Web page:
The main characters in A Raisin in the Sun all undergo some changes, but the minor characters are largely static.
Walter, Ruth, Mama (Lena), and Beneatha all change in certain ways. They are dynamic characters in that regard, although this is not always obvious at various points in the action.
Walter, although an adult man, married, and a father, seems immature through most of the play. He is so fixated on achieving his personal goals that he forgets his role in the family, and allows his frustration to come out in anger and disrespect to his wife and mother. At the end, after he realizes he has set himself up to be robbed, and then supports the move to the house, it seems like he will turn a corner and become a mature adult.
Ruth also changes in her attitude toward family and their situation. Early in the play, she is so despondent over their poverty and lack of opportunities that she contemplates having an abortion. The good news of their move to a lovely home helps her focus on a positive future.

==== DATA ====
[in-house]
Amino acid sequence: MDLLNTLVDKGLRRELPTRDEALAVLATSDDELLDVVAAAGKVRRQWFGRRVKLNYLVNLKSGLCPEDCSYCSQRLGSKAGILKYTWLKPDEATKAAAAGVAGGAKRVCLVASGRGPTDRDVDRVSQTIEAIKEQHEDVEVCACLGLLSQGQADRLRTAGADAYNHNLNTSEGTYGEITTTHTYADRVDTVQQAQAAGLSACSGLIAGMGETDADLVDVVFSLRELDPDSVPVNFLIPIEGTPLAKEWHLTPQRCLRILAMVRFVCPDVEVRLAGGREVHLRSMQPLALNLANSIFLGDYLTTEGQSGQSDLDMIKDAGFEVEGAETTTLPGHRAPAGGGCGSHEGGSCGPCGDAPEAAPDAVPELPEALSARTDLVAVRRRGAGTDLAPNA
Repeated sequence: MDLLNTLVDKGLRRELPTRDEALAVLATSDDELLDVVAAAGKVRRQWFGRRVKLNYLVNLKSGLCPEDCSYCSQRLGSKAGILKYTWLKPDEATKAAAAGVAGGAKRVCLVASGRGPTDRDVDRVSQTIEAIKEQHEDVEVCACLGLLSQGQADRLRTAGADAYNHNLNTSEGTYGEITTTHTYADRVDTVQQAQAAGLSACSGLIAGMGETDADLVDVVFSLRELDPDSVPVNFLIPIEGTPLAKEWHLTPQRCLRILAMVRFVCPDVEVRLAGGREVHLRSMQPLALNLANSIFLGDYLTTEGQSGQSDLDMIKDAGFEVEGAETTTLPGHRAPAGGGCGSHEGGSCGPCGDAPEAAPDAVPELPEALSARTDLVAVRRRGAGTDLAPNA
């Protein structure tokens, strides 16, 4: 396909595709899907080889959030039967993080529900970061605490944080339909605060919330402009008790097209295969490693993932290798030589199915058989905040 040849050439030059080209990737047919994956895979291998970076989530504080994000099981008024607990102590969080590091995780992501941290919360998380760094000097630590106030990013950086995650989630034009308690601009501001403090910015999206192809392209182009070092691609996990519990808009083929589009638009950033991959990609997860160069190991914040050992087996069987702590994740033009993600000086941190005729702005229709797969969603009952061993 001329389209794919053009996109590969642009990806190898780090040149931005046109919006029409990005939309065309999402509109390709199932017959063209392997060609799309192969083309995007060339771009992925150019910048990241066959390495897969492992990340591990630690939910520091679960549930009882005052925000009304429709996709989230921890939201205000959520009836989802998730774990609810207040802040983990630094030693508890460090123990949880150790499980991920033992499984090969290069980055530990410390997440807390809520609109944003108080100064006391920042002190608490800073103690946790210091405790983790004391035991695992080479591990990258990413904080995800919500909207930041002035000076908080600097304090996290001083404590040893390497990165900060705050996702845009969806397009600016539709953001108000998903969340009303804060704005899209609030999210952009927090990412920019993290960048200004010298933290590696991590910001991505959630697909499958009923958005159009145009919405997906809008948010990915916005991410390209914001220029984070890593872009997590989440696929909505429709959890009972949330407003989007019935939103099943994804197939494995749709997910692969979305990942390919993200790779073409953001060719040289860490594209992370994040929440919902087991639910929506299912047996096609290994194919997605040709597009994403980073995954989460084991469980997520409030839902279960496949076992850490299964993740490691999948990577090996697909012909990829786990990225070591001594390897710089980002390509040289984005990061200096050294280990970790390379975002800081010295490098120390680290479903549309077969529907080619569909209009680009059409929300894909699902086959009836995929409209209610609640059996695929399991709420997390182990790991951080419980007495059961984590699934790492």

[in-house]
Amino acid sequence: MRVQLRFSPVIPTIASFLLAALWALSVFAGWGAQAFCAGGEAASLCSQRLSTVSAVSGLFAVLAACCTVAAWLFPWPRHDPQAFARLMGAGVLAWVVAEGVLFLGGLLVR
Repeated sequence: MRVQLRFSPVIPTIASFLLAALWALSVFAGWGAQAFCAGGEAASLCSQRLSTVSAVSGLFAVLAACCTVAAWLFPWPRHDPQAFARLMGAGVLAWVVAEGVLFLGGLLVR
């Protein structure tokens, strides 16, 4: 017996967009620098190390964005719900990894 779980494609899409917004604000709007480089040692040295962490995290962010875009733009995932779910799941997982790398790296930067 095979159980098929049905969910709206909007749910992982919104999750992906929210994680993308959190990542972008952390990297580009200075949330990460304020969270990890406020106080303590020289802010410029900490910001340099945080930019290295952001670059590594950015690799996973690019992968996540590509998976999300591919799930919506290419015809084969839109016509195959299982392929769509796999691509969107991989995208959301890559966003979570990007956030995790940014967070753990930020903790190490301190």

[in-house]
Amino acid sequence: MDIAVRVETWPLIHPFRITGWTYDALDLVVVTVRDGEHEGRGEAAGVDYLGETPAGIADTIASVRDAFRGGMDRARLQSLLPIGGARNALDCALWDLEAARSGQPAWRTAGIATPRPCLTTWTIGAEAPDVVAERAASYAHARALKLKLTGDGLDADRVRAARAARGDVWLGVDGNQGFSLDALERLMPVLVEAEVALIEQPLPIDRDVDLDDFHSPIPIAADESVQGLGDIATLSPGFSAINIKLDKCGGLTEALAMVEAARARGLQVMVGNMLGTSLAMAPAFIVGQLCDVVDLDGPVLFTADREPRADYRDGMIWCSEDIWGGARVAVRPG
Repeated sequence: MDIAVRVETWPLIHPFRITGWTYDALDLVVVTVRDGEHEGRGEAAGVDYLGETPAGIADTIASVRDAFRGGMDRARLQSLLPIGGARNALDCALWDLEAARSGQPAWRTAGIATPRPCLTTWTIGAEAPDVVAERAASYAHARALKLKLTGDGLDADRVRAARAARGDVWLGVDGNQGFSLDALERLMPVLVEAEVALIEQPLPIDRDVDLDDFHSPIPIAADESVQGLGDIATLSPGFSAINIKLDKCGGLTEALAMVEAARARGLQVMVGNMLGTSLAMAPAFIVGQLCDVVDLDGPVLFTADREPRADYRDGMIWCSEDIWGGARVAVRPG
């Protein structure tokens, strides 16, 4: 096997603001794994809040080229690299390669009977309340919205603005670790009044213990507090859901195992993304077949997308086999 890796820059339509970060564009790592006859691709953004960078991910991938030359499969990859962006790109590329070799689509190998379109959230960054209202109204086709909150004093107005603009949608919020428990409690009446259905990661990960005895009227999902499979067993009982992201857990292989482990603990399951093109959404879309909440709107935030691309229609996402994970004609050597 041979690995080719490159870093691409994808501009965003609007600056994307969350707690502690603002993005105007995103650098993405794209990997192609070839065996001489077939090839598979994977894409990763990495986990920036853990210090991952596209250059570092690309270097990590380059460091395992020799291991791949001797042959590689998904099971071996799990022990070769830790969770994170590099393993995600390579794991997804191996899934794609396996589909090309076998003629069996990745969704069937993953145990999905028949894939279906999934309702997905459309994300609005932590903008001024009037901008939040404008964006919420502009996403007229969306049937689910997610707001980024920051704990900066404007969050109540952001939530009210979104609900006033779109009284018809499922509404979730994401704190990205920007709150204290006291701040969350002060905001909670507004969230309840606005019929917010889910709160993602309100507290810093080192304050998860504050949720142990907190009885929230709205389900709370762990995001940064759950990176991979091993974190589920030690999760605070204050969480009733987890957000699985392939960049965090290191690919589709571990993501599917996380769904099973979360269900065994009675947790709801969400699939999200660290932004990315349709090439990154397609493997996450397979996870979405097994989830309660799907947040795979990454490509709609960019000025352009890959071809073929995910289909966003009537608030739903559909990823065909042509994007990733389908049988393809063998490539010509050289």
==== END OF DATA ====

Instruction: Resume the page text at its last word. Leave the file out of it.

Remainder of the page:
Mama, almost a stereotype for most of the play, turns out to be very dynamic. She is the one who takes the bold plunge to buy a house in an all-white neighborhood, where they will be pioneers in integrating. This step seems out of character, but viewers are left suspecting she had previously hidden many of her personal inner resources.
Beneatha also changes in that she is first involved with George, a conventional but dull young man, but pushes him away when she realizes how he is patronizing her because she is female. We are left not knowing where her new interest in African cultures, symbolized by Asagai and by her cutting her hair into a natural, will take her.
George and Asagai function largely as generic boyfriends, two opposite types with whom Beneatha can interact. Travis is a typical young boy and is not seen changing. Walter's friend Bobo, who figures in the action largely as a messenger, is also flat.